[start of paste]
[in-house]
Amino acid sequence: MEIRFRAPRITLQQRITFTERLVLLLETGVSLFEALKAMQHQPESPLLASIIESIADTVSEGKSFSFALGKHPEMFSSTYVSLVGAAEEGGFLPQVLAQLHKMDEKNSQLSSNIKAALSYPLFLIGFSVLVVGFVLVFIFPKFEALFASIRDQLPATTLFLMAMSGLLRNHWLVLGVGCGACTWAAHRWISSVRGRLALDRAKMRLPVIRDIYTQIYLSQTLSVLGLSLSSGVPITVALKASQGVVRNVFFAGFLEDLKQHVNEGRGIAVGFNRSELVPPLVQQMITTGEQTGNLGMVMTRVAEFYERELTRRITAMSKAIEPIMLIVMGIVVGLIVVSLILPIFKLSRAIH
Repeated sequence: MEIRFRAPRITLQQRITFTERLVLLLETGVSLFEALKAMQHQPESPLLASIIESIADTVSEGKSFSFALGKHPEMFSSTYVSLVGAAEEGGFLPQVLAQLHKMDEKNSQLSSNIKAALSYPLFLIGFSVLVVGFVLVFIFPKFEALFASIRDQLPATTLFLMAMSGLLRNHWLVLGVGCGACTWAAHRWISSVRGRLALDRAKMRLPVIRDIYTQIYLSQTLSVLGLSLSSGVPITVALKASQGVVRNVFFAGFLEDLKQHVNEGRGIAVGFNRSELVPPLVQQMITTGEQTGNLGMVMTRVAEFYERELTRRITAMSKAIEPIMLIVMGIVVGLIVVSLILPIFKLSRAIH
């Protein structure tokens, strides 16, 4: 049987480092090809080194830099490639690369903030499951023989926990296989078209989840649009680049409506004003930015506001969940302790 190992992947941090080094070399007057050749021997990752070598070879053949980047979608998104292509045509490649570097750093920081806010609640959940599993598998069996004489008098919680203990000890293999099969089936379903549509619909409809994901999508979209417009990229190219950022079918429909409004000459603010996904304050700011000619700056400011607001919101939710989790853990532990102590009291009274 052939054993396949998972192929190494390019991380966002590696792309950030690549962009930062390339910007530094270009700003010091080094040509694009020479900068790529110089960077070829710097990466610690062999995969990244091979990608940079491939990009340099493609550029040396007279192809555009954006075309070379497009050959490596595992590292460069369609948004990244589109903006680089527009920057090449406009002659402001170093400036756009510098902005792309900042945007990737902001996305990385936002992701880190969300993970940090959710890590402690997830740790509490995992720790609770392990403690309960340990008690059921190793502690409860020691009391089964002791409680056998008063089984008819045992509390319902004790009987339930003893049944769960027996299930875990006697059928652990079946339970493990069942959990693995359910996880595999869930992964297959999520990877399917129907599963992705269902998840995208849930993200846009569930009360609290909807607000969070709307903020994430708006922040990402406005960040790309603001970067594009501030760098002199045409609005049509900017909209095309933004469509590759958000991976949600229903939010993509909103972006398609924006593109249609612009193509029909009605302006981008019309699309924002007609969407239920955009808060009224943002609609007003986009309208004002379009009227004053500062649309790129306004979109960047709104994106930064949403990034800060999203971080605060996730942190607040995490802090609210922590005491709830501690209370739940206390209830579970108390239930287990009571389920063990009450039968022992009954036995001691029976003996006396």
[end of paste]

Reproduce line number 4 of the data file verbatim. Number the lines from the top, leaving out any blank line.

């Protein structure tokens, strides 16, 4: 049987480092090809080194830099490639690369903030499951023989926990296989078209989840649009680049409506004003930015506001969940302790 190992992947941090080094070399007057050749021997990752070598070879053949980047979608998104292509045509490649570097750093920081806010609640959940599993598998069996004489008098919680203990000890293999099969089936379903549509619909409809994901999508979209417009990229190219950022079918429909409004000459603010996904304050700011000619700056400011607001919101939710989790853990532990102590009291009274 052939054993396949998972192929190494390019991380966002590696792309950030690549962009930062390339910007530094270009700003010091080094040509694009020479900068790529110089960077070829710097990466610690062999995969990244091979990608940079491939990009340099493609550029040396007279192809555009954006075309070379497009050959490596595992590292460069369609948004990244589109903006680089527009920057090449406009002659402001170093400036756009510098902005792309900042945007990737902001996305990385936002992701880190969300993970940090959710890590402690997830740790509490995992720790609770392990403690309960340990008690059921190793502690409860020691009391089964002791409680056998008063089984008819045992509390319902004790009987339930003893049944769960027996299930875990006697059928652990079946339970493990069942959990693995359910996880595999869930992964297959999520990877399917129907599963992705269902998840995208849930993200846009569930009360609290909807607000969070709307903020994430708006922040990402406005960040790309603001970067594009501030760098002199045409609005049509900017909209095309933004469509590759958000991976949600229903939010993509909103972006398609924006593109249609612009193509029909009605302006981008019309699309924002007609969407239920955009808060009224943002609609007003986009309208004002379009009227004053500062649309790129306004979109960047709104994106930064949403990034800060999203971080605060996730942190607040995490802090609210922590005491709830501690209370739940206390209830579970108390239930287990009571389920063990009450039968022992009954036995001691029976003996006396």